Wednesday, December 23, 2009

Thoughts on the Eve of Christmas

I haven't blogged in the past few weeks, not because I haven't had any thoughts, but because I'm having such trouble getting them out in a coherent manner. Perhaps it's simply the busyness of this season, but maybe it's something more than that.

Like most pastors, I find the Advent/Christmas season to be simultaneously joyful and frustrating. It's wonderful because of all the traditions, the songs, and the decorations. They remind us of wonderful memories, and since this is my first Christmas as a parent, we are making wonderful new memories that we will cherish for a lifetime.

This season can be frustrating, too. The sheer volume of activity can be tiring. The stress of getting the "right" gift for someone can quickly overshadow the whole purpose of giving gifts in the first place. And, of course, the annual campaign of the "culture-warriors" who crusade against a perceived enemy (that doesn't actually exist) and turn "Merry Christmas" into a political statement.

In my moments of exhaustion and frustration I wonder what any of this actually has to do with Jesus.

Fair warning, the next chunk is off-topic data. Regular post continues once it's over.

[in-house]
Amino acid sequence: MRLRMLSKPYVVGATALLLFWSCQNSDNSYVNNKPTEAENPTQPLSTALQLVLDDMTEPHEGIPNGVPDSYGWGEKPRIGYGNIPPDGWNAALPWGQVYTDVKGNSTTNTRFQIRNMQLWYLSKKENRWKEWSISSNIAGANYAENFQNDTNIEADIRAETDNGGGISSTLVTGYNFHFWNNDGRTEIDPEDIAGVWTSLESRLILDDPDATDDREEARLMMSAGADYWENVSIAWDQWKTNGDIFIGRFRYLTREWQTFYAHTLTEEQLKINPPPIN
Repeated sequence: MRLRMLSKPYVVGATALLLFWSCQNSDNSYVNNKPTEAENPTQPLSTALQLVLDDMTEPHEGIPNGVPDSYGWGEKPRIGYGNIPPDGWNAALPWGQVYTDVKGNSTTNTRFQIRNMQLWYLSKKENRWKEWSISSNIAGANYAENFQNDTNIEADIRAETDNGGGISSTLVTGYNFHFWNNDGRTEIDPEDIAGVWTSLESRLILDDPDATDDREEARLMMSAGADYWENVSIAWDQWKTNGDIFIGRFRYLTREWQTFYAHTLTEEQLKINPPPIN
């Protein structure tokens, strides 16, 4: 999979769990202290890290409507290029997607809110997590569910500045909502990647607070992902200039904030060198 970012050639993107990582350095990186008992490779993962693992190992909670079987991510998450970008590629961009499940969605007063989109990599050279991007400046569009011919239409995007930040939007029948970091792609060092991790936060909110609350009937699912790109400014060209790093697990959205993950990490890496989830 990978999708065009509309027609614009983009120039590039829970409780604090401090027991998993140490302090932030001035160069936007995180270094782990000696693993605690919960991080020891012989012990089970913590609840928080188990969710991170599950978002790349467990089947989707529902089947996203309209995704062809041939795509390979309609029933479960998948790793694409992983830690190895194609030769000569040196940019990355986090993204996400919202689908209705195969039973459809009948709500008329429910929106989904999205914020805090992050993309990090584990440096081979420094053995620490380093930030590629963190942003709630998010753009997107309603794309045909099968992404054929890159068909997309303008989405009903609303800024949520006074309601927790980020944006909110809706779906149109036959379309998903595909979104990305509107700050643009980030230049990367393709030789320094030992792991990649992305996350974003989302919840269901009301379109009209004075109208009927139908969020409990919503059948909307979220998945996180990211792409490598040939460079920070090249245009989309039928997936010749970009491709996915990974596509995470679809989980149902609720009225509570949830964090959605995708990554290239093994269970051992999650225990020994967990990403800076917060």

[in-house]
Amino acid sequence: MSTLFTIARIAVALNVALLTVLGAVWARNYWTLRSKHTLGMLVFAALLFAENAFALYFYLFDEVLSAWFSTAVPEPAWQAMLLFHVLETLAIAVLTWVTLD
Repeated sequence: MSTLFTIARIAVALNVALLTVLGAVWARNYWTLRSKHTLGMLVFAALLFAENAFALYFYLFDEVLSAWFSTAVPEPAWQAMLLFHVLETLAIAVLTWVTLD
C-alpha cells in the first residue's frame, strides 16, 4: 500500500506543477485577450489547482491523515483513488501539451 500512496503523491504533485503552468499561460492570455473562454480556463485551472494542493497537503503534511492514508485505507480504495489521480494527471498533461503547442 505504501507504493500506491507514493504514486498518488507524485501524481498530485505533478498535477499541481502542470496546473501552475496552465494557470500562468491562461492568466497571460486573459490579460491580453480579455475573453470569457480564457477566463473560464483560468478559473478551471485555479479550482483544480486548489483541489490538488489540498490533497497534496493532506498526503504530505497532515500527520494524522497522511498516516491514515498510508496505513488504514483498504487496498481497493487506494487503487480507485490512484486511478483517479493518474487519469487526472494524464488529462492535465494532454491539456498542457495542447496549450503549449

But then, at the moment I least expect it, God reminds me that beneath the rather thick layer of crass commercialism and cultural shmaltz, there remains a deep significance to Advent and Christmas. Brian McLaren shared a Jackson Brown song on this blog the other day, called "The Rebel Jesus"

This Christmas, let us look past the lights and the presents for just a moment and remember how God showed up in the least expected of places and became a rebel who challenged the unjust social and religious practices taught by the leaders of his day, and continues to do so today. Let us not forget the Rebel Jesus whose birth we celebrate.

(Note- at the request of my dear friend and excellent New Testament scholar, Maria Mayo Robbins, I'd like to clear up any confusion about my view of Second Temple Judaism. Judaism as a religion has not ever been unjust, but the way it has been practiced by certain individuals has at times been unjust. Such is the case with every religion, especially my own. One need only casually read my blog to see that I am more critical of my own tribe than of any other. What Jesus challenged was not Judaism itself, as he was a very faithful and observant Jew, but certain practices that were enforced by politically powerful religious elites.)